The Consultant shall prepare basin wide mapping of irrigated lands based on current imagery, and shall obtain existing irrigable lands coverage. If suitable imagery is not available it shall be acquired as part of this project. These coverages shall be imposed on a 1:24,000 scale digital USGS Quadrangle Map based in ArcInfo. These coverages shall be consistent with the Wyoming Geographic Information Advisory Council (WGIAC) GIS Hardware and Software Standards, and mapping completed for the Green and Bear River Basins. This base mapping shall include topography, hydrography, roads, towns, and other physical features in the basin.
The State Engineer's Office Water Division Superintendent will assist in field checking to verify actual usage. The Consultant shall incorporate the Division Superintendent's comments and corrections into the final irrigated acreage mapping, and actual acreage under irrigation will be determined. The Division Superintendent will also be questioned regarding lands where consumptive use requirements are generally not satisfied by available water supplies. Again, water spreading will require special attention with regard to this topic.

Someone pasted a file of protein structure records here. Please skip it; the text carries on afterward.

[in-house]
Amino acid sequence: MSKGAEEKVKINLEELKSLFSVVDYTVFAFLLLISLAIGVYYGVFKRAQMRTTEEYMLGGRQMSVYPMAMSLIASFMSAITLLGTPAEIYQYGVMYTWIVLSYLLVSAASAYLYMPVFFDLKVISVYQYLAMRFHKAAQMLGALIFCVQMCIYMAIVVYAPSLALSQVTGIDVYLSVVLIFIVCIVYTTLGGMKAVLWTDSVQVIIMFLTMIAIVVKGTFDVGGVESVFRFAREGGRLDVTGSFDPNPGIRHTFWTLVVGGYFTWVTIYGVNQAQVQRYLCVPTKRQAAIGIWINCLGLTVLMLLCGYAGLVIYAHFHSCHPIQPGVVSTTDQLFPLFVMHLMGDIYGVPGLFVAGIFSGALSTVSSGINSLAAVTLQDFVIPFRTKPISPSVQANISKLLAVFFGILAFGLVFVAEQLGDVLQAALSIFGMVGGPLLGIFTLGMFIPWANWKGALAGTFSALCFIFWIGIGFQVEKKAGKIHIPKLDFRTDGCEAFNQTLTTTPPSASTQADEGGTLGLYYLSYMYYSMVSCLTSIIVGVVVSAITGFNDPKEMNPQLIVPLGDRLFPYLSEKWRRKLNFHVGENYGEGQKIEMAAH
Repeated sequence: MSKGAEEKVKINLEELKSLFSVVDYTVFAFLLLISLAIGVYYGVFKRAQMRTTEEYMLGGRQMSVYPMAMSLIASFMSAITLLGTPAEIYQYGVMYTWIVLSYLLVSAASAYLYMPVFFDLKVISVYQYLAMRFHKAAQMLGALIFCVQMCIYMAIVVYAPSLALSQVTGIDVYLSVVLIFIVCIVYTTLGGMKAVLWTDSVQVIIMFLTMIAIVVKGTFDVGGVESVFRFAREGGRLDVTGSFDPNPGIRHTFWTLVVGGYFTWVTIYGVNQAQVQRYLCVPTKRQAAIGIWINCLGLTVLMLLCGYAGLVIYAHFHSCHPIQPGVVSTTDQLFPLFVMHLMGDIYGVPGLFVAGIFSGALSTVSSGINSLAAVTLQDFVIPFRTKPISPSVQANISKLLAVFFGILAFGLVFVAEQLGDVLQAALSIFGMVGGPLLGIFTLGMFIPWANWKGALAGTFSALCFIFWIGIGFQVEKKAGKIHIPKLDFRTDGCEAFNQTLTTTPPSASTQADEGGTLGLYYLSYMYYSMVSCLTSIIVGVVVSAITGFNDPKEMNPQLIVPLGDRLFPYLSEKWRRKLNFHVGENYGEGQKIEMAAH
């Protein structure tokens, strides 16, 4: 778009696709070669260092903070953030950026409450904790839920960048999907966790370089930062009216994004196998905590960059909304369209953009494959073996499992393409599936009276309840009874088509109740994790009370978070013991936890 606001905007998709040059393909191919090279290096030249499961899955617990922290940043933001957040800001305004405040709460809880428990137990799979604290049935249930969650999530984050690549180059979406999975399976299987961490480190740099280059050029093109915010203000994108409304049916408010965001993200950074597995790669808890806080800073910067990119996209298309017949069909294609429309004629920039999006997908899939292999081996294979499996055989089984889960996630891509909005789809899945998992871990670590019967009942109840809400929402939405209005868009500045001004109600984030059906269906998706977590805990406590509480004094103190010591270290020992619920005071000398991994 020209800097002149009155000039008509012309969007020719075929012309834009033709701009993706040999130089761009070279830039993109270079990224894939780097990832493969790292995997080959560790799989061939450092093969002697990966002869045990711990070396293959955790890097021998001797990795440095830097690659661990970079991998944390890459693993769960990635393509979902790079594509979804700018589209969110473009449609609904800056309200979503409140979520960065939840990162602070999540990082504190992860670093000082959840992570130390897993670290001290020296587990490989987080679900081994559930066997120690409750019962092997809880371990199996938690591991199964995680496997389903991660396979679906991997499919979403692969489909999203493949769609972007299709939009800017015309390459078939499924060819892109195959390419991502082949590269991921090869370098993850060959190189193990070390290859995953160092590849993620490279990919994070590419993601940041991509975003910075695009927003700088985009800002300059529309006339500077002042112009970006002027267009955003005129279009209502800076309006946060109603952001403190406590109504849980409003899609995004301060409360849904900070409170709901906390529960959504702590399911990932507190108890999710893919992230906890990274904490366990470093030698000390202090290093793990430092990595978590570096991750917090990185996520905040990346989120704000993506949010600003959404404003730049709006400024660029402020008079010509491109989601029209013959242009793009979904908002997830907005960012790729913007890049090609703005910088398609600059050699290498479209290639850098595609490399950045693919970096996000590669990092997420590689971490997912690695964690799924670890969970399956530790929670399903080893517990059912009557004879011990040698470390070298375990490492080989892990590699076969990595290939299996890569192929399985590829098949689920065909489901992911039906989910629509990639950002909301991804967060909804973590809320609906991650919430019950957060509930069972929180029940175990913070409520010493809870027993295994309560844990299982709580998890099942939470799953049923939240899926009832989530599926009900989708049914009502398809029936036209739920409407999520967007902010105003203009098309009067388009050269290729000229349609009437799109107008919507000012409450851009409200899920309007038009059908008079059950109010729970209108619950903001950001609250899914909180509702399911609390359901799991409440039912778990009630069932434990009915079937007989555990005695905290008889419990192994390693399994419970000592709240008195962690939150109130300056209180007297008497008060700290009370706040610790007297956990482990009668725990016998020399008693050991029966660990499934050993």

2. Estimate Crop Types
Water requirements vary by crop type, therefore, it is necessary to estimate the types of crops under irrigation. The Consultant shall determine cropping patterns using Wyoming Agricultural Statistics and National Resource Conservation Service (NRCS) data for irrigated lands published yearly by county. The local water commissioner and irrigation district officials will be contacted to review the resultant crop types, to provide additional detailed information on cropping patterns, and to provide input on yearly variance in crop types.
3. Estimate Crop Consumptive Use
Based on the irrigated acres of each crop type, water requirements can be estimated. The Consultant shall use consumptive use values presented in WWRC Publication #92 - 06, "Consumptive Use and Consumptive Irrigation Requirements in Wyoming", or more recent documents as approved by the WWDC. In addition to average monthly consumptive use, dry year and wet year monthly consumptive use values will be determined. Dry and wet year crop consumptive use will be determined from the maximum and minimum values reported in WWRC publication #92-06.